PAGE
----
"You don’t set out to build a wall. You don’t start by saying, ‘I’m going to build the biggest, baddest wall that’s ever been built.’ You don’t start there. You say, ‘I’m going to lay this brick as perfectly as a brick can be laid.’ If you do that every single day, soon you will have a wall."
MORE IDEAS FROM THE ARTICLE
It’s not enough to show up (at work, in our relationships, or for our goals). Attendance alone won’t turn the tide. No one aced the exam because they showed up.
Instead, we must show up with unbridled enthusiasm. If 90 percent of success is showing up, enthusiasm, perhaps then, is the other 10 percent.
Having enthusiasm is easier said than done, of course. We all “go through the motions” at times and question our motivation. Is this goal still important to me? Is this what I want?
You don't set out to build a wall.
You don't say 'I'm going to build the biggest, baddest, greatest wall that's ever been built.'
You don't start there.
You say, 'I'm going to lay this brick perfectly as a brick can be laid.'
You do that every single day. And soon you will have a wall.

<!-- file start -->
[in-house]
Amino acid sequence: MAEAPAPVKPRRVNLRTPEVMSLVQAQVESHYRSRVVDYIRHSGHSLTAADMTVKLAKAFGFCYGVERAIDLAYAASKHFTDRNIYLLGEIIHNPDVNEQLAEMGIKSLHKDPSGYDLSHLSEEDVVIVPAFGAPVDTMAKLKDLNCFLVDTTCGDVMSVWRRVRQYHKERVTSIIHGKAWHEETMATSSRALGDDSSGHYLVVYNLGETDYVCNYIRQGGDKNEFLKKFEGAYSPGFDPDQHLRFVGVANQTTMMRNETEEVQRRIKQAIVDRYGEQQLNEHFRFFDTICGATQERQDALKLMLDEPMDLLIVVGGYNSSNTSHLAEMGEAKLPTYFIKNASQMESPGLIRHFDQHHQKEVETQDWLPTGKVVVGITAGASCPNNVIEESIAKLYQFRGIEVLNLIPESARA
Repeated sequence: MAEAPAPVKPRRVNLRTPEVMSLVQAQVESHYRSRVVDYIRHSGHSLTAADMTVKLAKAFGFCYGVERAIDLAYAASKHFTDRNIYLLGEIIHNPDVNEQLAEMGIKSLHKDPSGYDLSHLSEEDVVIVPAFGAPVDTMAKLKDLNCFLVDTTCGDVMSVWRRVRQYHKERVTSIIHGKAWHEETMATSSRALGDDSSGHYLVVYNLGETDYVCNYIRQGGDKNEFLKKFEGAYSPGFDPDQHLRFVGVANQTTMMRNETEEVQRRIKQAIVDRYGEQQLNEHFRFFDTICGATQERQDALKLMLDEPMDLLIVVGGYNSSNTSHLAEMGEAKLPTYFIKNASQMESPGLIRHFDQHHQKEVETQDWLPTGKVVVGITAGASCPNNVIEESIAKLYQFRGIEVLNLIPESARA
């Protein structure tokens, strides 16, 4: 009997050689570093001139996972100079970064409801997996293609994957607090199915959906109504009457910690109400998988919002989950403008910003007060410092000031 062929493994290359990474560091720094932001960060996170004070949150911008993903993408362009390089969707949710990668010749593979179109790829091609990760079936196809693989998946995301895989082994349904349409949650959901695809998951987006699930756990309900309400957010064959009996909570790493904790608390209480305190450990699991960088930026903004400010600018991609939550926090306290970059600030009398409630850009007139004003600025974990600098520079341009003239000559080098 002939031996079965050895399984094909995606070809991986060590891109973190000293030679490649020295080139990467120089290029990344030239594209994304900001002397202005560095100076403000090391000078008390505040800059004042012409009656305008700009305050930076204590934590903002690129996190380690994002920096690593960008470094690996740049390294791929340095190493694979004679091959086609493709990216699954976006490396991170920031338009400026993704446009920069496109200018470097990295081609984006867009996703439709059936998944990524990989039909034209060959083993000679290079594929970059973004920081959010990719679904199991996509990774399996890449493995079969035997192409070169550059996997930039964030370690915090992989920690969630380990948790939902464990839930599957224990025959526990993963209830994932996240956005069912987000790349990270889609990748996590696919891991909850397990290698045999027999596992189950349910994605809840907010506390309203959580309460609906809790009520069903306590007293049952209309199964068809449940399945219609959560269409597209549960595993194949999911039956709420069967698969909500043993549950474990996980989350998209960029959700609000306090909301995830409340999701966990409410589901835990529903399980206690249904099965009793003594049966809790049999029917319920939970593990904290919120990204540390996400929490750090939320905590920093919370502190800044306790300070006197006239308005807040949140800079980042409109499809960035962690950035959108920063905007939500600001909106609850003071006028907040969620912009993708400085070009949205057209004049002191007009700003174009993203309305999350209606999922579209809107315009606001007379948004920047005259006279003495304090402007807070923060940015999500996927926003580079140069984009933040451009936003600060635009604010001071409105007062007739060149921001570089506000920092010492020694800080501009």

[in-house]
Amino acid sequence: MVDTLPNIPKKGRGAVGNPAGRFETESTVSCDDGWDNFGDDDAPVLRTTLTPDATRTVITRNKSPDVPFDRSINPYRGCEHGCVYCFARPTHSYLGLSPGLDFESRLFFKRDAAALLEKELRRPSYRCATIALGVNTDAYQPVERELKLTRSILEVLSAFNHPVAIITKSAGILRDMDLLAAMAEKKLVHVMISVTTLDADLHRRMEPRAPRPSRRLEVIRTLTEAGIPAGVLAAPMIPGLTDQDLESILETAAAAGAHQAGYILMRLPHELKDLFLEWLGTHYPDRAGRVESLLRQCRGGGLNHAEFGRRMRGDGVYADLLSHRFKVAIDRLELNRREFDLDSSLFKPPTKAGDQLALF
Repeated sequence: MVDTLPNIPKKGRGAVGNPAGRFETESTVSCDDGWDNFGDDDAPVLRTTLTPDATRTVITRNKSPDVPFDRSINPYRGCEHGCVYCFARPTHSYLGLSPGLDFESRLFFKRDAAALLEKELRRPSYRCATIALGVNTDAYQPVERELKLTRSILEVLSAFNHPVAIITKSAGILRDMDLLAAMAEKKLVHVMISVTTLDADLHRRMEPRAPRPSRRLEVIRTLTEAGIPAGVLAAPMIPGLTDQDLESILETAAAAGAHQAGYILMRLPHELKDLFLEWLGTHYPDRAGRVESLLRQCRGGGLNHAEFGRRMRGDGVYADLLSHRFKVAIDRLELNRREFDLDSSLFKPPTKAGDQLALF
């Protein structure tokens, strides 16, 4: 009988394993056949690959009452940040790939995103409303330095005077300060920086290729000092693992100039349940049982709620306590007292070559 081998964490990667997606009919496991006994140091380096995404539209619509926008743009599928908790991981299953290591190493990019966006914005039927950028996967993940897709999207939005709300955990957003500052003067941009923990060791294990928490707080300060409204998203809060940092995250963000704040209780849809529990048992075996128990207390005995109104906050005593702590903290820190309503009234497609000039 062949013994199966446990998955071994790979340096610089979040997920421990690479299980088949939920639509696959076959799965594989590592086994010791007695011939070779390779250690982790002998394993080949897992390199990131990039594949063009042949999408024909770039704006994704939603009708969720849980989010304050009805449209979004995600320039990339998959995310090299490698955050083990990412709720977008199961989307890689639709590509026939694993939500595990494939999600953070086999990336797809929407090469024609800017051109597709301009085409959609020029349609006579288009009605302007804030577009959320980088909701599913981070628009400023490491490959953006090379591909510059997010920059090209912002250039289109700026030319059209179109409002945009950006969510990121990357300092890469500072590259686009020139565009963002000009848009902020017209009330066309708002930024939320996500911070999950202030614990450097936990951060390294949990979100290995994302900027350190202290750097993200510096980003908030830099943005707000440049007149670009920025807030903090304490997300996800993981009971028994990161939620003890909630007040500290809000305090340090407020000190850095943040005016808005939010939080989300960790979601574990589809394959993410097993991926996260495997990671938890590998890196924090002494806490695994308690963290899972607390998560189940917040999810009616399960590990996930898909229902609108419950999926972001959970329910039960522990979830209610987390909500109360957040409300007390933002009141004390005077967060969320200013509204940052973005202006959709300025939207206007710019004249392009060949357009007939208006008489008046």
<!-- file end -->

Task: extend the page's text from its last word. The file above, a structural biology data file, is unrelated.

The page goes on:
Everything has a price, a sentence you hear a lot nowadays. But how does this apply to your life?
Paying the price can be two things: either you do something too much or don’t do anything.
The corridor principle experiment was conducted in a study done by Robert Ronstadt back in the 1980s. He explained the principle as the mere act of starting a venture in which enables entrepreneurs to see other opportunities they could neither see nor take advantage of until they had started their initial venture.
The difference between those who succeeded in the entrepreneurial field was because they took the chance to launch themselves even without the guarantee of success.
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